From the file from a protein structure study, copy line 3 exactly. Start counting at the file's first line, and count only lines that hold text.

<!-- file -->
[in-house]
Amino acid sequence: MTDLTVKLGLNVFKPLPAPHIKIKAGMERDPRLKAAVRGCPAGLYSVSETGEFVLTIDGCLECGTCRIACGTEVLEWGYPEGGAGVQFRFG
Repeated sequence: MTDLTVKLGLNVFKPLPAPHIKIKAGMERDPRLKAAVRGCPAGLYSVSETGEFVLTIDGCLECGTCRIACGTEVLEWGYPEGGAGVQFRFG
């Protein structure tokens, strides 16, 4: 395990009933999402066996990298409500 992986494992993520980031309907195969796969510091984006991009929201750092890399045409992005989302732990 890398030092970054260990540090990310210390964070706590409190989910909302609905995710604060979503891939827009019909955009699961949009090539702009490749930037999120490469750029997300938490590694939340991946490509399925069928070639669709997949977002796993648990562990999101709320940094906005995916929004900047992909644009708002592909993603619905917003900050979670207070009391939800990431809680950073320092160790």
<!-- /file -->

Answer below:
Repeated sequence: MTDLTVKLGLNVFKPLPAPHIKIKAGMERDPRLKAAVRGCPAGLYSVSETGEFVLTIDGCLECGTCRIACGTEVLEWGYPEGGAGVQFRFG